For Katy Lawrence, a 19-year-old high school senior with an unplanned pregnancy, the hardest thing about giving her son up for adoption wasn't handing him over to Monica and Rodney Rogers; it was the drive home from the hospital afterward. "Your arms feel empty," she says. "It feels like a baby should be there, and it's not."
Although she'd chosen the Rogers, a couple from South Carolina, to adopt her son, had met them several times, and had exchanged innumerable emails and calls, the day she gave birth, she didn't know when her next communication with them would be.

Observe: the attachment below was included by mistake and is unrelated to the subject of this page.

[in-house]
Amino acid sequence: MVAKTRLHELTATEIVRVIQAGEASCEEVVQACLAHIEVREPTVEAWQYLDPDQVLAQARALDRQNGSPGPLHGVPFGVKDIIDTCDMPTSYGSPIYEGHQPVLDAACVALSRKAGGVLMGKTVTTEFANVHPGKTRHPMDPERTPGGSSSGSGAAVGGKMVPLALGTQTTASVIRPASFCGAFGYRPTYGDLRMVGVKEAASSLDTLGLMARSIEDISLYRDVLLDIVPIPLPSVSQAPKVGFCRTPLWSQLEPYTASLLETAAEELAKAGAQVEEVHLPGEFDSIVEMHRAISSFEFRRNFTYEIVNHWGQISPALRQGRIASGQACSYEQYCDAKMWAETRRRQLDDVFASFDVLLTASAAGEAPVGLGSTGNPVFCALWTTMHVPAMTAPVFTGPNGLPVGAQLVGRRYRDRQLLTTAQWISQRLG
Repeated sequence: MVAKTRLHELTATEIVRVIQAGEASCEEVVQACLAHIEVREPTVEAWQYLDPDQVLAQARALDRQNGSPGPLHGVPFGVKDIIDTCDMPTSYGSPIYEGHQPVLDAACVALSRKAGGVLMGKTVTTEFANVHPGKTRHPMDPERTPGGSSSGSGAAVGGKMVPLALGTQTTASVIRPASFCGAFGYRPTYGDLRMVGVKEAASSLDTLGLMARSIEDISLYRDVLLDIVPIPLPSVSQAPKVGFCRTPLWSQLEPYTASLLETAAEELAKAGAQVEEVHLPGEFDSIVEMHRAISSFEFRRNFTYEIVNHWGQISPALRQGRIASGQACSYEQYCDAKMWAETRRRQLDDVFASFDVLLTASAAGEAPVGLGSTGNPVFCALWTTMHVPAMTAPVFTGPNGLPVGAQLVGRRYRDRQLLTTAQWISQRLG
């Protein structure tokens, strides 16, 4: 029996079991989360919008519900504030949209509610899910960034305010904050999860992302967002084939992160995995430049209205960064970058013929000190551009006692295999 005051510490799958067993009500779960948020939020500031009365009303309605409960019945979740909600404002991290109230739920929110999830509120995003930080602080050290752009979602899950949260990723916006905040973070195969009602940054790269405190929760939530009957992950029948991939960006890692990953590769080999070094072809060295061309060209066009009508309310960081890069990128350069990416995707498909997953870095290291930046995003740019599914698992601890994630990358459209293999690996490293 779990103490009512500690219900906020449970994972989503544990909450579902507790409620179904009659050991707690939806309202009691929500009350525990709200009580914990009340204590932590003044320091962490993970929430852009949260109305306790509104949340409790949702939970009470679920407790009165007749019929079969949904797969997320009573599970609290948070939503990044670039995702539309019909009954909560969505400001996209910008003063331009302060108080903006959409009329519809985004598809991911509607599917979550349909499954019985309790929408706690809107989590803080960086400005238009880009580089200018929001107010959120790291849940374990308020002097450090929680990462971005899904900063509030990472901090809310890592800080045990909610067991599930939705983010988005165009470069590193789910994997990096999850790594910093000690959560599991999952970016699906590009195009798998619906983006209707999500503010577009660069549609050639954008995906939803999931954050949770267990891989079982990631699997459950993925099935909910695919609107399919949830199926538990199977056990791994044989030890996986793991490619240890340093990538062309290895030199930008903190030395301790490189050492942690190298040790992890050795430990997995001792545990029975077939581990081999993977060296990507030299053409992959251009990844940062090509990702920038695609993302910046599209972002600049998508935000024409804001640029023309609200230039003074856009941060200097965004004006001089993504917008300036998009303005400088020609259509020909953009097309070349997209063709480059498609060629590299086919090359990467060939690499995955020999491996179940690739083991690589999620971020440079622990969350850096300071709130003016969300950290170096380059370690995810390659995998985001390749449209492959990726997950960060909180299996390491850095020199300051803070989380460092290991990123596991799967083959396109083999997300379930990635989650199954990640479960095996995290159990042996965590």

For about five days after the birth, the birth mother and adoptive parents kept in touch--at a distance. Monica and Rodney, stuck in their hotel until interstate adoption agencies approved their departure for home, were thrust into the demands of parenthood. Katy and her mother wanted to visit but were also concerned they'd alarm them. By California law, a birth mother has 30 days to change her mind. (A year earlier, the Rogers had lost a baby when the birth mother reclaimed her after six days.)